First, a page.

When the stake is divided, two judges will be assigned to each flight. Ideally, all sets of judges will set up all the marks as a group, to ensure equitability between the different flights. It may also be practical for the judges to share the land and water series set-ups, with one flight starting with the land series, while the other flight starts with the water series. In this case, both sets of judges must agree to the test set-ups in all series, without any changes. Call backs from the land test will proceed to the water test and vice versa. Judges stay with their own flights. This strategy is particularly useful when land, water, and/or time are limited.

Judges should be instructed to offer two retrieves to each dog whenever possible, regardless of success on the first mark, unless the dog is out of control in the field or with respect to its handling of the birds. Only dogs successful on the first two marks should be invited to run a third, or to go on to the next series.

Award of Steady Singles Championship and JAMS: After completion of the land and water series, the judges shall choose a first place winner. (When the stake is divided, the judges of each flight will choose a winner to go on to the run-off.) The judges will also decide on the group of finalists to receive Judges Awards of Merit (JAMs), without ranking, and they should be encouraged to be generous with these awards to all dogs who have successfully and honestly completed each series.

When the stake is divided, the run-off will determine the ultimate winner, the Steady Singles Champion. The run-off conventionally takes place at the end of the day, when all series have been completed, conducted by all the Steady Singles judges. The run-off may also be postponed to another day, in order to be held in conjunction with the field banquet. In this event, the Specialty Field Committee may decide whether the run-off should be judged by the original stake judges or by FCRSA members with experience in field judging. (FCRSA members cannot judge their own dogs, or dogs they co-own or have bred.)

The decision of the judges is final. The Steady Singles Champion will hold the traveling FCRSA Steady Singles trophy for one year, and the dog’s name will be engraved on it. The Specialty Field Committee may also want to consider the awarding of some special award to the run-off finalists.

The announcement of the Singles Champion and the JAMs should take place during the field banquet, whenever Specialty scheduling permits. Awards shall be published in the Specialty issue of the newsletter.

Gunner Eligibility: Gunners must meet the AKC age requirements and demonstrate gun safety at all times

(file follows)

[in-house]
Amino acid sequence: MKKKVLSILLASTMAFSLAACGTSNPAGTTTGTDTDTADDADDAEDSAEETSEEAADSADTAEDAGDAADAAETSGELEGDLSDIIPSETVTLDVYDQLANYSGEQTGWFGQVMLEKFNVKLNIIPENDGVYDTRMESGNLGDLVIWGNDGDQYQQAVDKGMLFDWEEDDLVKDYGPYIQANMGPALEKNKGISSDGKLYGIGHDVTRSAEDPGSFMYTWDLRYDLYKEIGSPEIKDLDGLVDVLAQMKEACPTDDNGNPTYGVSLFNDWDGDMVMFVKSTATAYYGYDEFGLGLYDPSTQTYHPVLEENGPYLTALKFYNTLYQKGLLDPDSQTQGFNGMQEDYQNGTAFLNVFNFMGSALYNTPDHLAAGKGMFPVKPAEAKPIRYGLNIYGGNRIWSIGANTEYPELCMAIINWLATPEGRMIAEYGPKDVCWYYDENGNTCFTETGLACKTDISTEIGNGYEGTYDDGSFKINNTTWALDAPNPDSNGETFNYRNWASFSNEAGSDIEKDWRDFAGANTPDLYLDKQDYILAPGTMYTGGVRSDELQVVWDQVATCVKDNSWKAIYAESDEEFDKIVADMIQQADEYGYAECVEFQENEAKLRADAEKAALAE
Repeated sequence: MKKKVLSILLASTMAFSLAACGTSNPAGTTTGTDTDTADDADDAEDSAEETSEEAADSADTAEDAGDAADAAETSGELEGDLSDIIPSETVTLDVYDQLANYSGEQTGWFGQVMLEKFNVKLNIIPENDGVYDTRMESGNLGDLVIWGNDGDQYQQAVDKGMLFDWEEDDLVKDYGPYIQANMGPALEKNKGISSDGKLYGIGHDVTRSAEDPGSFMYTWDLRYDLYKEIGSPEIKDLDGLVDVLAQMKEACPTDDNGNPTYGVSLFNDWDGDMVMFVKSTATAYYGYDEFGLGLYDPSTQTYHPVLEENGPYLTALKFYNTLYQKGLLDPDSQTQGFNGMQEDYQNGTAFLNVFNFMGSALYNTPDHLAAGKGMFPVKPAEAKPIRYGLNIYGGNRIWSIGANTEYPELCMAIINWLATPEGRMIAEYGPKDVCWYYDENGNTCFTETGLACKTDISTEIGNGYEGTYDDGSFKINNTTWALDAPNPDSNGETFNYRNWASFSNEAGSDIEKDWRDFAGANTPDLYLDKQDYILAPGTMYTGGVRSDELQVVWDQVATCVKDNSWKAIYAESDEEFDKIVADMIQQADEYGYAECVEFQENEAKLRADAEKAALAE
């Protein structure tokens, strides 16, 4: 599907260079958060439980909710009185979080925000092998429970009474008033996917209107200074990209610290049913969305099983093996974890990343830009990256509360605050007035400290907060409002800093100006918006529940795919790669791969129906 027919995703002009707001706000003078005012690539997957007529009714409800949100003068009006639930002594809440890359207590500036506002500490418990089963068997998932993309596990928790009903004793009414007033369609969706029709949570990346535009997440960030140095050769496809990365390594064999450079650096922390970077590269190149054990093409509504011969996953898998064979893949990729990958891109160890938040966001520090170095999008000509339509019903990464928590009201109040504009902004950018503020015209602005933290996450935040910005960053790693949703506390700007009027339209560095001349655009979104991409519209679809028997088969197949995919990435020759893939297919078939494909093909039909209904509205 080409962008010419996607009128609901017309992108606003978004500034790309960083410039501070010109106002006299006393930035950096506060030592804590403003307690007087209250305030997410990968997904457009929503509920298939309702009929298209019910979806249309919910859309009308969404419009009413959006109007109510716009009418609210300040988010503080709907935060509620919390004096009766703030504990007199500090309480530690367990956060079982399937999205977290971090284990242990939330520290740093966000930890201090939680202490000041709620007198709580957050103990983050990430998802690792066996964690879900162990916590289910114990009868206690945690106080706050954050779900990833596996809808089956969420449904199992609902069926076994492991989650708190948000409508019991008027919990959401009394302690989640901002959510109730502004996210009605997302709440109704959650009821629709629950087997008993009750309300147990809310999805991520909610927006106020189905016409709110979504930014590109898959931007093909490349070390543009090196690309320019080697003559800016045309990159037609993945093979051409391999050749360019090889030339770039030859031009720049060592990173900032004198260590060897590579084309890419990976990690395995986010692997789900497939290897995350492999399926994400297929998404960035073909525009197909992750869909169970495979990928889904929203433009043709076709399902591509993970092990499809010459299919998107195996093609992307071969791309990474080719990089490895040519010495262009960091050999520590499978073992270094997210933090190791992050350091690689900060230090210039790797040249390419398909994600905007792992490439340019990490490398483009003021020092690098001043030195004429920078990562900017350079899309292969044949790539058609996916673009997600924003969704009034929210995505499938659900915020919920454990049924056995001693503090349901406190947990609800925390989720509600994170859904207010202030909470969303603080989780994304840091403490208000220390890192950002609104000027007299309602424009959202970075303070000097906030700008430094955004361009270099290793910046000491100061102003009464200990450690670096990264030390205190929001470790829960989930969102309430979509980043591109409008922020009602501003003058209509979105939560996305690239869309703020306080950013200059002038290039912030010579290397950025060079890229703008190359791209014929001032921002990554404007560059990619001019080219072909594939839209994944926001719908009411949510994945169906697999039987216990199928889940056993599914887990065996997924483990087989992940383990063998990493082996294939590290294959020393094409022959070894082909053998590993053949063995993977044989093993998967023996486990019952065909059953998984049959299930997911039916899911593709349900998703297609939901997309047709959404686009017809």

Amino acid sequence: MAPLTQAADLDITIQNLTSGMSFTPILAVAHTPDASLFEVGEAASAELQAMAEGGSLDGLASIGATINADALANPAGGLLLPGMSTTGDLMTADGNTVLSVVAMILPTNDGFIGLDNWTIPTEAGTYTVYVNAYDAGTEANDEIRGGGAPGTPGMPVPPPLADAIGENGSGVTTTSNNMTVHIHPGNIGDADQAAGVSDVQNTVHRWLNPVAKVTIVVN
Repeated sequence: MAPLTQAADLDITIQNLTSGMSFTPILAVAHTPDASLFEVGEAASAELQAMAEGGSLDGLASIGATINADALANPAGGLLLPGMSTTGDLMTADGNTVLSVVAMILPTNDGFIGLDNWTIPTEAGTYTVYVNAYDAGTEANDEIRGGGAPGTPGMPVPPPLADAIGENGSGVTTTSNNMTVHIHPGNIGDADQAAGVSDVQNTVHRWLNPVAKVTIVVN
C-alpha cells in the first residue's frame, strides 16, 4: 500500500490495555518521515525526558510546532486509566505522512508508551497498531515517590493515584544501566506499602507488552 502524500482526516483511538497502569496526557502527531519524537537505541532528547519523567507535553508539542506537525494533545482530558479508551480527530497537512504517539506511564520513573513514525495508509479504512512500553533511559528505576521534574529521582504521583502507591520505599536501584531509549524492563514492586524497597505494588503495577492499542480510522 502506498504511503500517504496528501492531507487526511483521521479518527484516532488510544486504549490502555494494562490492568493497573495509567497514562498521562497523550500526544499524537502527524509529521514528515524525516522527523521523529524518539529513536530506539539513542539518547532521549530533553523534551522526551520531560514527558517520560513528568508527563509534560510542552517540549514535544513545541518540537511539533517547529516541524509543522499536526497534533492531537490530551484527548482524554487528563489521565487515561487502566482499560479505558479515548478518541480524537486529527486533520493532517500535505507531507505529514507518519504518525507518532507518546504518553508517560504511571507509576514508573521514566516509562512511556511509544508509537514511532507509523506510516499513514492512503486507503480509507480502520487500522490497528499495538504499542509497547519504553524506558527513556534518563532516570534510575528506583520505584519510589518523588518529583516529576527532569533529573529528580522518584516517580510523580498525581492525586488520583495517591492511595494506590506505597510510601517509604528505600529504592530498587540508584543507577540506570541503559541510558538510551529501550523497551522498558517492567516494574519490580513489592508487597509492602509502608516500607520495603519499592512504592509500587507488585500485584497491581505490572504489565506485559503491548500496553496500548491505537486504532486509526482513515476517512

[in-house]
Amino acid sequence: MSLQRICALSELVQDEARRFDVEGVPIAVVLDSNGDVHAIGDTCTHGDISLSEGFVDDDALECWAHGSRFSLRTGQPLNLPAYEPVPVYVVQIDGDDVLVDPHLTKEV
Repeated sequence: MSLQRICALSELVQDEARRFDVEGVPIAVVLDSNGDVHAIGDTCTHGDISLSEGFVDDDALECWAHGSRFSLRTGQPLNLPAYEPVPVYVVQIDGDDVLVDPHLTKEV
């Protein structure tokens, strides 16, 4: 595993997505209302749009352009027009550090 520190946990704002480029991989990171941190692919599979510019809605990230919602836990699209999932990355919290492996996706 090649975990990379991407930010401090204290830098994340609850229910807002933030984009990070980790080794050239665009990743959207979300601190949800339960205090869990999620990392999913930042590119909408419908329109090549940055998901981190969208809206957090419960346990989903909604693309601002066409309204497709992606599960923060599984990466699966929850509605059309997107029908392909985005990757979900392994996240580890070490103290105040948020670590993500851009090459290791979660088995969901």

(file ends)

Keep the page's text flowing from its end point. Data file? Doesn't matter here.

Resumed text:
Running Bitches in Season: Specialty Field Committees have discretion to decide whether bitches in season are allowed to run the Specialty non-AKC events. The decision to allow bitches in season may depend on scheduling of the other events, as grounds where bitches in season have run should not be re-used for AKC events. If bitches in season are allowed to run, they must run last, and logistics must be worked out when the stakes are divided. These bitches may have to be judged by two sets of judges, requiring cooperation between the handler, judges and marshals. (Marshals might need to ensure that Judges’ sheets for these bitches are provided to more than one set of judges.)

Addendum, to show recent scenarios for the running of Steady Singles:

GA – 2005 – 92 entries, 2 flights – flipped land & water

MO – 2006 – 107 entries, 3 flights – 2 flights flipped land & water; 3rd flight independent (results: flight A— 5 JAMs/35 entries; flight B—15 JAMs/36 entries; flight C—winner & 8 JAMs/36 entries)

MN – 2007 – 52 entries – 1 flight (results: 1 winner, 12 JAMs)

OR – 2008 – 34 entries – 1 flight (results: 1 winner, 10 JAMs)

CT – 2009 – 50 entries – 1 flight (results: 1 winner, 5 JAMs)

IN – 2010 – 82 entries – 3 flights – all run independently (results: flight A – 13 JAMs/27 entries; flight B—winner & 9 JAMs/28 entries; flight C – 11 JAMs / 27 entries)

MD – 2011 – no stake held

Flat-Coated Retriever Society of America

The Flat-Coated Retriever Society of America is committed to protecting and advancing the interests of the breed through health, education, research, responsible breeding and rescue.

About the Flat-Coated Retriever

A determined hunting dog with a small head and mouth can retrieve a large bird, but will not be able to hold it as gently and securely and retrieve repetitively with as much stamina and longevity as the dog with the long head, long muzzle and large, strong jaws.